Travis Ryan’s trademark, strangled-sounding “clean” vocals are, likewise, deployed more effectively on Death Atlas than they have been in the past. Where previously they have been primarily used to shock and unsettle, here they provide the centrepieces of the album’s often ambitious compositions. Even at their most melodic, however, they remain ominous and threatening—often reinforcing, rather than providing relief from, the violent chaos that forms their surrounds. The soaring vocal bridge of “One Day Closer to The End of the World,” for example, is backed by a constant barrage of double-bass, and when it drops into a lower, almost gothy register (which, as far as I can find out comes from Ryan, rather than one of the album’s many minor guest spots) it’s only to usher in faster blasting and a flurry of Gojira-esque pick scrapes. The constant vocal breaks might have seemed formulaic in anyone elses hands, but Ryan and the rest of Cattle Decapitation deliver each to compelling effect, with perhaps the most effective offering being the haunting refrain of “Absolute Destitute,” which dabbles in similar textures to the last Psycroptic record—except even more successfully.
Death Atlas is an album with few, if any, flaws. New bass player Olivier Pinard (Cryptopsy, ex-Neuraxis), leaves far less of an impression than his predecessor, Derek Engemann (who I’m saddened to discover has now joined Phil Anselmo’s Illegals)—save for a brief, “Hammer Smashed Face”-style bass break in “Time’s Cruel Curtain”—although that can’t really be held against him. “With All Disrespect” is the record’s only (arguably) sub-par offering. The track itself is fine, but it sounds a bit basic compared to its surrounds—having the most in common with Cattle Decapitation’s pre-Monolith output—and it’s chorus of “the hunter now does the hunting” simply sounds a little trite, given Ryan’s otherwise entirely idiosyncratic performance. It’s also likely that there will be people who find it a touch exhausting. At fifty-five minutes, Death Atlas is Cattle Decapitation’s longest album to date—coming in almost ten minutes longer than The Anthropocene Extinction and 2004’s Humanure, which are their next-longest offerings. For all its grooves and vocal hooks, the album is still an unrelenting assault. The effect is also accentuated by the false conclusion of “Time’s Cruel Curtain.” The album’s twelfth track is a mournful epic that rivals even “Kingdom of Tyrants” in its scope and execution, and which provides a perfect climax to the record. The only catch is there’s still two tracks and another twelve-minutes to go. Following the album’s fourth, and longest, narrative meditation on the impending doom of climate change—this time provided by, Phish-drummer, Jon Fishman of all people—the album’s nine-minute title-track kicks in, delivering the album its actual close. It’s a lot to take in, but it would be a far greater crime to deny Death Atlas its final, mournful triumph. As it is, the track provides the record with a perfect encore—capping off what will likely be looked back on as the defining moment of Cattle Decapitation’s career.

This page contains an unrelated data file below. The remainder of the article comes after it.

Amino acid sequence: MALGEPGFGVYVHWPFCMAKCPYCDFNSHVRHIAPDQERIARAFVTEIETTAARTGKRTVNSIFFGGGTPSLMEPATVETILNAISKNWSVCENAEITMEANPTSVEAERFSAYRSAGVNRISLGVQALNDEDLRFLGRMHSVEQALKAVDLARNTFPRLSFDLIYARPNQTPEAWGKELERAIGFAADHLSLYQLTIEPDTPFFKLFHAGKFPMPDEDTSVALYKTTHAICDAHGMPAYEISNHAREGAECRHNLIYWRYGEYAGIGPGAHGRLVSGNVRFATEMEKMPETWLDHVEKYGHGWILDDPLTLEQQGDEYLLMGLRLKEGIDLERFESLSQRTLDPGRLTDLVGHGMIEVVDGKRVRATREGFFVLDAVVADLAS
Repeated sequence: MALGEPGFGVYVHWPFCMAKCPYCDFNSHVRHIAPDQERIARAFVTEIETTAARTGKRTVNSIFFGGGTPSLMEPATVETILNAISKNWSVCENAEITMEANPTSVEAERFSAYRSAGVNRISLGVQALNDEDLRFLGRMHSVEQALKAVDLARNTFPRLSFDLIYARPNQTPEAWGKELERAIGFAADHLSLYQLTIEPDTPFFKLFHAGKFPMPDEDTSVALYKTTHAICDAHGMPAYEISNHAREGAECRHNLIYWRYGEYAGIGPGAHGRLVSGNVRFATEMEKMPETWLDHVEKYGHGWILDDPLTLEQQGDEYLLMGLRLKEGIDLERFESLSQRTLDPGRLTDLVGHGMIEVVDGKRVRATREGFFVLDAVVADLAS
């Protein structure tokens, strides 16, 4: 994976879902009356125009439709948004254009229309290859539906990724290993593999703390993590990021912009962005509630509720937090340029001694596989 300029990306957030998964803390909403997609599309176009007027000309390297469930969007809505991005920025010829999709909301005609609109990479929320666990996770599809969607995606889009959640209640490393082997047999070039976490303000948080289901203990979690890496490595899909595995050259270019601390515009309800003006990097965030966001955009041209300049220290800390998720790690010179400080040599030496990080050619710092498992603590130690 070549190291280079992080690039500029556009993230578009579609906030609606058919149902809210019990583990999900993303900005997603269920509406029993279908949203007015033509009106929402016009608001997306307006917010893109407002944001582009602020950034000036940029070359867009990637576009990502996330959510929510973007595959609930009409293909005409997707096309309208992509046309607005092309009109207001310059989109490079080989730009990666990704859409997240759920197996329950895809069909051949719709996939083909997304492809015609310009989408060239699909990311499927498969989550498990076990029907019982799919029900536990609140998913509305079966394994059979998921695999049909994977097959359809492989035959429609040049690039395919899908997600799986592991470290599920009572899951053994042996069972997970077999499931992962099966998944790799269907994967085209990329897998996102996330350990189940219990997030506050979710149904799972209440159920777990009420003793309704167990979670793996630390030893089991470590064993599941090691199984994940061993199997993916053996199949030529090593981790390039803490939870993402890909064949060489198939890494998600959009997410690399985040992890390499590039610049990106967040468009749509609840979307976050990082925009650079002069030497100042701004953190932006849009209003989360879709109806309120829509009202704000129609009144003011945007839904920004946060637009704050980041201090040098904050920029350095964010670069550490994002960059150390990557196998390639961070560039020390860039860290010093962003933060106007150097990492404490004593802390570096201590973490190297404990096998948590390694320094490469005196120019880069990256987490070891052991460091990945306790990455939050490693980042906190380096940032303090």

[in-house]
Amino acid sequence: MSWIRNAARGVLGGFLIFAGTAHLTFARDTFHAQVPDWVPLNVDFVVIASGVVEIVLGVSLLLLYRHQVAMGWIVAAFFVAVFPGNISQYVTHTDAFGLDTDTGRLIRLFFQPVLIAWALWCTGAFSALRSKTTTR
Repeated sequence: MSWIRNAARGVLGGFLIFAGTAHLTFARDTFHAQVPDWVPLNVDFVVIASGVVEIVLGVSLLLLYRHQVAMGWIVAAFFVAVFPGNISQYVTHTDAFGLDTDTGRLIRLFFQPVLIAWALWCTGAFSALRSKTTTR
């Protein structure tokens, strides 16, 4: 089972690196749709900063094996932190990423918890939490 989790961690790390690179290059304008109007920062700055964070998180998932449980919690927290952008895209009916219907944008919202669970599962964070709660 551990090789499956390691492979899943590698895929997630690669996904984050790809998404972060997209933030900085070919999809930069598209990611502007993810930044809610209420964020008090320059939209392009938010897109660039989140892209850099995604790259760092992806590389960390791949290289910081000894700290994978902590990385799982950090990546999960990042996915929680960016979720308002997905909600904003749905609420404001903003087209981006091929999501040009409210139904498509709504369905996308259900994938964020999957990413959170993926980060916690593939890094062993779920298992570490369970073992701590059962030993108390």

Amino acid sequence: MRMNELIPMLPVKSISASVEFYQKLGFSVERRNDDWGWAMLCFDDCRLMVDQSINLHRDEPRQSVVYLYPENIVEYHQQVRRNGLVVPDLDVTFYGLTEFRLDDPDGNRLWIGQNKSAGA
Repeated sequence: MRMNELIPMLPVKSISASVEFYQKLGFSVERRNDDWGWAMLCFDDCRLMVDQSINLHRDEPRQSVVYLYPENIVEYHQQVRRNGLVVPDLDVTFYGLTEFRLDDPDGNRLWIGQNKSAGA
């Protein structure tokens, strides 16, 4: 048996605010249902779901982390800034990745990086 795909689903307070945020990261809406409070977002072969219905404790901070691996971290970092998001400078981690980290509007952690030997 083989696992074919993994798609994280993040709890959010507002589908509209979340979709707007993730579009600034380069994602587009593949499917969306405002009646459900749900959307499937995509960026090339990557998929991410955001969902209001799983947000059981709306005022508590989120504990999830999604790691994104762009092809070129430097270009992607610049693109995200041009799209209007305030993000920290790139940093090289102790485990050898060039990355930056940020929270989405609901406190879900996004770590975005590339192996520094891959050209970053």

Death Atlas is not as wildly unpredictable or untamed as the two outstanding albums that preceded it. It showcases, instead, Cattle Decapitation at the peak of their powers, having honed the unrelenting ambition and brutality that set them definitively apart from the pack. It might not be as important or groundbreaking a record as Monolith of Inhumanity nor as confronting as The Anthropocene Extinction, but it is a more refined record than either. Whether it is the best Cattle Decapitation album is debatable, but it is undeniably their masterpiece.
Death Atlas is out Nov. 29 via Metal Blade Records.